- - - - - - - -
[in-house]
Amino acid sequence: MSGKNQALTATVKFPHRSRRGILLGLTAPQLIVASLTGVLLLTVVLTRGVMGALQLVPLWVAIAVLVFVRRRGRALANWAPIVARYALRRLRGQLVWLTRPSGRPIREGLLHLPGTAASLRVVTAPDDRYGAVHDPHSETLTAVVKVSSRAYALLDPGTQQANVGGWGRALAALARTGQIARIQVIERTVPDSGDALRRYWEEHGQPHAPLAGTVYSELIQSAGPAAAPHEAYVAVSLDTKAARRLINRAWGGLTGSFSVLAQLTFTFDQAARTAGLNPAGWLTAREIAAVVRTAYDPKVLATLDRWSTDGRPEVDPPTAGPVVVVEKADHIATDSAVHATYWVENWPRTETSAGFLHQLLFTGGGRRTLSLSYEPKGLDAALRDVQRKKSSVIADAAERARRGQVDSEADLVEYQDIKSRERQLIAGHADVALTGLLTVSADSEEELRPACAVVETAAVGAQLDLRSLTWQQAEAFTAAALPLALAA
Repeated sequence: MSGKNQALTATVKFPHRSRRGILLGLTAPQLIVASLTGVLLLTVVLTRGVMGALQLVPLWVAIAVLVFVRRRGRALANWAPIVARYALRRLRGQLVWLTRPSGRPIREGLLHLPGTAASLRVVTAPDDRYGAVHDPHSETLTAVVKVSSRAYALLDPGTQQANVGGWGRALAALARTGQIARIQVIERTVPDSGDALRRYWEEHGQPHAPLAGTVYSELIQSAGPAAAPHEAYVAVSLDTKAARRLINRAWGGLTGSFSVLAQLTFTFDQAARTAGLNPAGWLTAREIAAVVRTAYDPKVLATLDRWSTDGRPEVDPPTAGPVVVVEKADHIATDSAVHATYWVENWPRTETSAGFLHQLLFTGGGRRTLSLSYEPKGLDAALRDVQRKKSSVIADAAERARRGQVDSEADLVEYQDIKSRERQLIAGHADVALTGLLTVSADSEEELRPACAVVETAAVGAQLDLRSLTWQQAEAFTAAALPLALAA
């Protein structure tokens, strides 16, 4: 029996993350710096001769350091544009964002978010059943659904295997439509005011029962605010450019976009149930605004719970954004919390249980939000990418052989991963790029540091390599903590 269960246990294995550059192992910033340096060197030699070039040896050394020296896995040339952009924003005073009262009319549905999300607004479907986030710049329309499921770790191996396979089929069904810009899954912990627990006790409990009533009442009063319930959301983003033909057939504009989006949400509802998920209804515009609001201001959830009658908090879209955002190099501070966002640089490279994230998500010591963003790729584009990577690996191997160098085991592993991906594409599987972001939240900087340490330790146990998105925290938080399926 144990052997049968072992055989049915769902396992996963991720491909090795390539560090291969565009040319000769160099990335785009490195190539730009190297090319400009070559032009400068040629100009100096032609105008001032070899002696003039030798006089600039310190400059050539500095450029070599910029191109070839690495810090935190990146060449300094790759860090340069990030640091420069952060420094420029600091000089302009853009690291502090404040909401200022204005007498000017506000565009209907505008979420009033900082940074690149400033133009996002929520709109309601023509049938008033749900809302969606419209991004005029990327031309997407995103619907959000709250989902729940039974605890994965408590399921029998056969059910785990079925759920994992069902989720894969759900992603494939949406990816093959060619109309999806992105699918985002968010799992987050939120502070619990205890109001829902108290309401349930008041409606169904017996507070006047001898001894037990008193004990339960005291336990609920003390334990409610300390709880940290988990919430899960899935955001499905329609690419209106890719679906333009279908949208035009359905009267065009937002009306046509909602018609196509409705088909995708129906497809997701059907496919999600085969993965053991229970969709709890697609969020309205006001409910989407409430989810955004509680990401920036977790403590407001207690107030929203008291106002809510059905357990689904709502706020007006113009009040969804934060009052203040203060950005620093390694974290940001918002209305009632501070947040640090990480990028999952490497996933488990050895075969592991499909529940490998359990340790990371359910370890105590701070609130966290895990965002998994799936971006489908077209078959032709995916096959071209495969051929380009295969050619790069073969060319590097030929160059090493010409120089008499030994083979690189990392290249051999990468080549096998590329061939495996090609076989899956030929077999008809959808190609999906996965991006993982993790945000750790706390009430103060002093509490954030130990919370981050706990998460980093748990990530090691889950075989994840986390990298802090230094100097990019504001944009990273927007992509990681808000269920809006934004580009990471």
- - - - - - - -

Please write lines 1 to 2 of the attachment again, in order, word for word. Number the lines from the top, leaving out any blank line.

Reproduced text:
[in-house]
Amino acid sequence: MSGKNQALTATVKFPHRSRRGILLGLTAPQLIVASLTGVLLLTVVLTRGVMGALQLVPLWVAIAVLVFVRRRGRALANWAPIVARYALRRLRGQLVWLTRPSGRPIREGLLHLPGTAASLRVVTAPDDRYGAVHDPHSETLTAVVKVSSRAYALLDPGTQQANVGGWGRALAALARTGQIARIQVIERTVPDSGDALRRYWEEHGQPHAPLAGTVYSELIQSAGPAAAPHEAYVAVSLDTKAARRLINRAWGGLTGSFSVLAQLTFTFDQAARTAGLNPAGWLTAREIAAVVRTAYDPKVLATLDRWSTDGRPEVDPPTAGPVVVVEKADHIATDSAVHATYWVENWPRTETSAGFLHQLLFTGGGRRTLSLSYEPKGLDAALRDVQRKKSSVIADAAERARRGQVDSEADLVEYQDIKSRERQLIAGHADVALTGLLTVSADSEEELRPACAVVETAAVGAQLDLRSLTWQQAEAFTAAALPLALAA